W.E.B. Du Bois at Odds With Booker T. Washington
Du Bois voiced his first public criticism of Washington in The Souls of Black Folk, a series of essays permeated with his growing resentment. What caught the public eye was the section entitled “Of Mr. Booker T. Washington and Others,” which, though it recognized the Tuskegee educator’s achievements, unmistakably took him to task on a number of counts. Washington’s educational program, declared Du Bois, was “unnecessarily narrow,” and had developed into a “gospel of Work and Money to such an extent as apparently almost completely to overshadow the higher aims of life.” His failure to see, in Du Bois’s estimation, that no educational system could exist “on any other basis than that of the well-equipped college or university,” and his corresponding overemphasis on industrial training was stunting the growth of Black higher education and destroying the opportunity for developing the best minds of the race.
As Du Bois admitted, however, some of the criticism of Washington stemmed from “mere envy” and from “the disappointment of displaced demagogues and the spite of narrow minds.” Even Du Bois’s own attacks occasionally showed a distinctly personal element. But Washington could afford to me magnanimous; the fact that the Anti-Slavery Society, a British organization, should have felt it necessary to ask his advice before extending a welcome to Du Bois demonstrates how completely Washington dominated the scene. It was this very domination which the opposition group so resented. Their differences with Washington sprang from a sincere and significant disagreement on the approach to Black advancement, but mainly they feared that the ascendancy of the “Tuskegee Machine,” as Du Bois called it, had given Washington a power over Black affairs which they felt should not be vested in any individual.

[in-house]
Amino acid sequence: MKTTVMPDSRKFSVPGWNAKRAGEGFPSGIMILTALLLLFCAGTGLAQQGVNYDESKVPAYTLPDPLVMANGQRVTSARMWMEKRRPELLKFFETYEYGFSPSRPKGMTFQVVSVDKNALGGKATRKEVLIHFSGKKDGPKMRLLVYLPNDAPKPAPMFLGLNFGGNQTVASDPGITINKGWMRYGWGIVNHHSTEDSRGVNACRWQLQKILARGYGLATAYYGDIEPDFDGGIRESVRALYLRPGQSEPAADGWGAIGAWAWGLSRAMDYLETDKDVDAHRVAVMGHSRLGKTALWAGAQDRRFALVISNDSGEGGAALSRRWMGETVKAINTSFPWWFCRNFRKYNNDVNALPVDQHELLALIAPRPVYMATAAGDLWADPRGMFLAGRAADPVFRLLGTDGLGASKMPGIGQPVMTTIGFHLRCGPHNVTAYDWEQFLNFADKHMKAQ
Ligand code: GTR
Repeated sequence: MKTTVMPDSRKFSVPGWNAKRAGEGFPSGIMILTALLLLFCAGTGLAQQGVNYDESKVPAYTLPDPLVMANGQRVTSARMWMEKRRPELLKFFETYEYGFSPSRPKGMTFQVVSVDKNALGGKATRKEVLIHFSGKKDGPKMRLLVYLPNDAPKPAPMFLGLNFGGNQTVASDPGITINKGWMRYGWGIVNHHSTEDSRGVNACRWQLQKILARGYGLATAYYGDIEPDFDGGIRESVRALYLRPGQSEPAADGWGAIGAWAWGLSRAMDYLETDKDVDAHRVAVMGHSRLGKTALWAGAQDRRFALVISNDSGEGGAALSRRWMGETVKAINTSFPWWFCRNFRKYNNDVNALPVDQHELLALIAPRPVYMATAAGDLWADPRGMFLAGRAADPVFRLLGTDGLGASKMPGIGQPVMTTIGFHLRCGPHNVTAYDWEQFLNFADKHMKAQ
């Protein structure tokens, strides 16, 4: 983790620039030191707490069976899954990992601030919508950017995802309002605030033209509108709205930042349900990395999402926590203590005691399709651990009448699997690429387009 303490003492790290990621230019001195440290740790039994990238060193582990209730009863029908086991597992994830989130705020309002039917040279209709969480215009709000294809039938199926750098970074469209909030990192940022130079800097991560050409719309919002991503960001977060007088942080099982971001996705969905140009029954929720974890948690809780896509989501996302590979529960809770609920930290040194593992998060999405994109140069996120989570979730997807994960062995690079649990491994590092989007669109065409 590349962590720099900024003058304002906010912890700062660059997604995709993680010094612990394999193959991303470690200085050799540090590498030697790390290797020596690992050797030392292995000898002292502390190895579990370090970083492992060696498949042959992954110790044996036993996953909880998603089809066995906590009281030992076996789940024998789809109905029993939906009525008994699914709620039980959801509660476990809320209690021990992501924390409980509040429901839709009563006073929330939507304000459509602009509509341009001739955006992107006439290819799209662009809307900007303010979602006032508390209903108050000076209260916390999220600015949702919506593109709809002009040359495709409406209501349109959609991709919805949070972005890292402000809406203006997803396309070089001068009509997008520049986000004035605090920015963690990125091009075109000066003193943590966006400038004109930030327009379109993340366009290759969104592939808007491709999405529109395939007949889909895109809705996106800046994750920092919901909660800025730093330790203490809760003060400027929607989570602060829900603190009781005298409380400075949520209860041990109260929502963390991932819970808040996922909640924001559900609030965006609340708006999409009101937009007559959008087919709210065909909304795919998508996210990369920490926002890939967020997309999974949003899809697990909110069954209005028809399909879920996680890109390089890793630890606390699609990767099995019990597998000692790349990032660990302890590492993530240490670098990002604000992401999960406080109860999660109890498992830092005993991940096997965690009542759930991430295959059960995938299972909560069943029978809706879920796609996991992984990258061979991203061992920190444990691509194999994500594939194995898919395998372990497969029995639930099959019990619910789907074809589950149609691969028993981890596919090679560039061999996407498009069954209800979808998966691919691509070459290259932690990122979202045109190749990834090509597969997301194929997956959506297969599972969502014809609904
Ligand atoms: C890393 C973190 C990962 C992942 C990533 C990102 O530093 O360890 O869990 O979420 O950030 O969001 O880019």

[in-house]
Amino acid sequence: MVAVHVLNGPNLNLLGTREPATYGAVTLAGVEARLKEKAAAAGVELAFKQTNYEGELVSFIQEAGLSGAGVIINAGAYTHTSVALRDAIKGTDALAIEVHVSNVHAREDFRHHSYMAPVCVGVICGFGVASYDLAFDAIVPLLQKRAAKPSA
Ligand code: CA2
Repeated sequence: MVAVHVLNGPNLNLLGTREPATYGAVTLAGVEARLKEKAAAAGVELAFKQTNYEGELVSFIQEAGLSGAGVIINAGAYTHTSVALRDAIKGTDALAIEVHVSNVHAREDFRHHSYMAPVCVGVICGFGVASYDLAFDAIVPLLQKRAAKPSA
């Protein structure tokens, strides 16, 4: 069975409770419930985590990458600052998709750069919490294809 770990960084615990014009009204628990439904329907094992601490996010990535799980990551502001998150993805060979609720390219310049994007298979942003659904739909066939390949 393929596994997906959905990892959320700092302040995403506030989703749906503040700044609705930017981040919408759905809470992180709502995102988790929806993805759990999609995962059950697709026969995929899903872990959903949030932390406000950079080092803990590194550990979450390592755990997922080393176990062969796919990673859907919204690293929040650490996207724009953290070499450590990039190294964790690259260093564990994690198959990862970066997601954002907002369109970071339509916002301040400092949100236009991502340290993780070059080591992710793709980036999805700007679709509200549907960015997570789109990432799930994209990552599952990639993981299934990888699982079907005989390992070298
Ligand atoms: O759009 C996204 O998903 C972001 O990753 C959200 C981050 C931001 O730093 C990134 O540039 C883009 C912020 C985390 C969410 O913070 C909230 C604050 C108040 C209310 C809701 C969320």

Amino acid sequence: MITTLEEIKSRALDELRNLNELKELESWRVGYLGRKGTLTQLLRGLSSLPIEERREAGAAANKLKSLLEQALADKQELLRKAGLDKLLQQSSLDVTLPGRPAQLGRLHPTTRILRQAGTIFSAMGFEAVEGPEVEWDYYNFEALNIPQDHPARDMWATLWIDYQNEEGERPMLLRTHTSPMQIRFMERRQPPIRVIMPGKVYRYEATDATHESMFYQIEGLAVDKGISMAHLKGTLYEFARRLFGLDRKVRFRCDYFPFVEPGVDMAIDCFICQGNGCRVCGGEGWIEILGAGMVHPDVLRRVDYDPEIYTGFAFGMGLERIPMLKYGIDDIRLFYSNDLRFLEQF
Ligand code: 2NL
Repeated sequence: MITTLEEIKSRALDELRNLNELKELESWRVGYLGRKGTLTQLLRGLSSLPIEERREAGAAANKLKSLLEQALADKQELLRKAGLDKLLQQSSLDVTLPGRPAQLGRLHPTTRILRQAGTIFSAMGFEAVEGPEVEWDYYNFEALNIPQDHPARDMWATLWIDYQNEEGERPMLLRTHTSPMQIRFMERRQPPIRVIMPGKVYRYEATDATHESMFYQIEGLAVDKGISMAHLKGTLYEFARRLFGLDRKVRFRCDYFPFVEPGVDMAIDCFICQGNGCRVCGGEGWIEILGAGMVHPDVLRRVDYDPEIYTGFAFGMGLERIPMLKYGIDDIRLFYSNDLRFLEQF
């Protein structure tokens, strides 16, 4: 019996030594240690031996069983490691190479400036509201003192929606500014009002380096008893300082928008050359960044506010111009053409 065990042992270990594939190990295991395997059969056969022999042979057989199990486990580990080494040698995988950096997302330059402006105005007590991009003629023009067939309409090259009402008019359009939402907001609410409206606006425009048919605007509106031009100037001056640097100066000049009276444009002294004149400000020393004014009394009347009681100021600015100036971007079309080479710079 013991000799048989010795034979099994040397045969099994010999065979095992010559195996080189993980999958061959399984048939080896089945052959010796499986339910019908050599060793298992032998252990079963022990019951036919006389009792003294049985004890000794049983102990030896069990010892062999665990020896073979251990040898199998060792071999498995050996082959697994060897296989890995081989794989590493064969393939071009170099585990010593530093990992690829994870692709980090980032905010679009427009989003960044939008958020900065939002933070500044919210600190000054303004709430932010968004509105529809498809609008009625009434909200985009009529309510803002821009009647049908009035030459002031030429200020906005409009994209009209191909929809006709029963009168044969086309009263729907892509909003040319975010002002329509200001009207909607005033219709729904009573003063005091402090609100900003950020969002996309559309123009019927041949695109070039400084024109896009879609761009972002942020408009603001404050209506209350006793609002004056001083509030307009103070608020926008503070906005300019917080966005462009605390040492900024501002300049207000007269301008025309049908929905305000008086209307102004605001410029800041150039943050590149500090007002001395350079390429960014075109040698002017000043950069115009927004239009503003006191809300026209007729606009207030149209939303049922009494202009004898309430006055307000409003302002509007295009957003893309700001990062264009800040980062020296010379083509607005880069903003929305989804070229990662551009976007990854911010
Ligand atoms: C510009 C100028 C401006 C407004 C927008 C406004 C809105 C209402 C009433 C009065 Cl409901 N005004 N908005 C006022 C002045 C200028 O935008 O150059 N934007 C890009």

In the realm of civil rights Washington had spoken against disenfranchisement and lynching, but his protest was far too mild for Du Bois, and his voluntary surrender of full citizenship had “without a shadow of a doubt” aided White society’s supposed design to take away the Black ballot and assign Blacks to “a distinct status of civil inferiority.” Furthermore, Du bois asserts, Washington’s emphasis on self-help released White society, Northern or Southern, from any and all responsibility to the betterment of its Black counterpart. It was not a problem for one race or for one region, as Washington tended to think, but a problem for the nation as a whole. For Du Bois, a Black could not hope for success “unless his striving be not simply seconded, but rather aroused and encouraged, by the initiative of the richer and wiser environing group.”